Geithner: U.S. Making Progress, Challenges Still Exist

Treasury Secretary Timothy Geithner says the U.S. is making headway in calming financial markets and should have a program to clean up toxic assets from banks' balance sheets up and operating by July.

He told the Senate Banking Committee the U.S. financial system is "starting to heal" after a period of severe trauma, crediting an array of emergency government programs for helping ease a crisis sparked by a surge in mortgage defaults.

But Geithner says the outlook remains fragile and the administration has to be cautious about how it uses the dwindling money left in a $700 billion financial rescue fund Congress approved in October.

"We still face a very challenging economic and financial environment, and we need to be careful to preserve substantial resources and flexibility to deal with future contingencies," he told the committee.

Geithner estimates $123.7 billion remain, but he said that reflected a conservative forecast that banks would repay just $25 billion they have received and adds that Treasury might not finance other programs as fully as it currently plans.

Geithner said financial companies are making changes to their operations in ways that will make them less vulnerable to shocks like the one they have gone through in the past year. "Leverage has declined, the most vulnerable parts of the non-bank financial system no longer pose the same risk, and banks are funding themselves more conservatively," he says.

While public focus has mostly been on big banks, including the 19 that underwent "stress tests" to see whether they needed to raise more capital, Geithner says small banks also will get an expanded chance to qualify for taxpayer aid.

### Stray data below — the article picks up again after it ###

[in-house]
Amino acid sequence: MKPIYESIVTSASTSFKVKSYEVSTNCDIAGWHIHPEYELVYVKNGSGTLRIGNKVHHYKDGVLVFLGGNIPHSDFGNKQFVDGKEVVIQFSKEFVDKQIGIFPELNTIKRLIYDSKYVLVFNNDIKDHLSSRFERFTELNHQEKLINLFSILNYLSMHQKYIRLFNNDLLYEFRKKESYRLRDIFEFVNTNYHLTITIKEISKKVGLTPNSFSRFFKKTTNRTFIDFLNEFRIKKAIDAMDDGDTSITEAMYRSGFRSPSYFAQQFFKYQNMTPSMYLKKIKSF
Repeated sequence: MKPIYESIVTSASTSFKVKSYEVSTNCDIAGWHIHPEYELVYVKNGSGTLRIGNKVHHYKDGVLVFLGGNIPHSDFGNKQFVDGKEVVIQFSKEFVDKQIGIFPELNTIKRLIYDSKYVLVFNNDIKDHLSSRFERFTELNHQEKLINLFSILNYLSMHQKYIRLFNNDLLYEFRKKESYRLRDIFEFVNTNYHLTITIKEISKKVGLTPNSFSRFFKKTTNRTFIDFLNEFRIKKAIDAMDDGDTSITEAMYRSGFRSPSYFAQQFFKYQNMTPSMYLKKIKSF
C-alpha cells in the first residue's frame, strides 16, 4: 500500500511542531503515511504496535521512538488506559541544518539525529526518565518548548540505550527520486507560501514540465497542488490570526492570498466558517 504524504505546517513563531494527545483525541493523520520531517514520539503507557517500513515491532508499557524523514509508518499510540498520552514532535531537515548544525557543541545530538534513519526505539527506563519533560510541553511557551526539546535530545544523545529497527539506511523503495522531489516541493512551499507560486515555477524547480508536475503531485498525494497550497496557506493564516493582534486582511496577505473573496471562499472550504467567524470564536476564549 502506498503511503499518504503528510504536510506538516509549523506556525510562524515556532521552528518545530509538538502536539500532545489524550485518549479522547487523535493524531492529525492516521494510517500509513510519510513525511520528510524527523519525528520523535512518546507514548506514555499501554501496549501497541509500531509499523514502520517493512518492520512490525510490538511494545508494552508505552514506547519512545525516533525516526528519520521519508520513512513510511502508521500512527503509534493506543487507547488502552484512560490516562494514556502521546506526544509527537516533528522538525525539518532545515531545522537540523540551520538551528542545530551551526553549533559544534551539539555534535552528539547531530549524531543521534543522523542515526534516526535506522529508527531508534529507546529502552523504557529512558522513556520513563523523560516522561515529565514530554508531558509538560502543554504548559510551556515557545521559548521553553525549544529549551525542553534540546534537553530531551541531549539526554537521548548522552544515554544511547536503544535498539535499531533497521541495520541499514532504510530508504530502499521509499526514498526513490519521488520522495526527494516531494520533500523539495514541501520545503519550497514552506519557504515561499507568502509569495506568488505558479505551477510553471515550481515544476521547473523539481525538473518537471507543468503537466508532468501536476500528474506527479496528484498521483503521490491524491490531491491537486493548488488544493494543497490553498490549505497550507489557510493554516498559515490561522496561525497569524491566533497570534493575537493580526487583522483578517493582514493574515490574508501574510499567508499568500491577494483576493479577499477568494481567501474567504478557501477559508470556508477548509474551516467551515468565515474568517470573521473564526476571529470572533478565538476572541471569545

Financial institutions now have six months to make themselves into bank holding companies that would qualify for aid, or to reapply for aid if they are already eligible.

Geithner also says a plan to attract private investors to buy distressed assets from banks by putting up government capital alongside private money would begin in the next six weeks.

About the Author

Linda McGlasson

Linda McGlasson

Managing Editor

Linda McGlasson is a seasoned writer and editor with 20 years of experience in writing for corporations, business publications and newspapers. She has worked in the Financial Services industry for more than 12 years. Most recently Linda headed information security awareness and training and the Computer Incident Response Team for Securities Industry Automation Corporation (SIAC), a subsidiary of the NYSE Group (NYX). As part of her role she developed infosec policy, developed new awareness testing and led the company's incident response team. In the last two years she's been involved with the Financial Services Information Sharing Analysis Center (FS-ISAC), editing its quarterly member newsletter and identifying speakers for member meetings.

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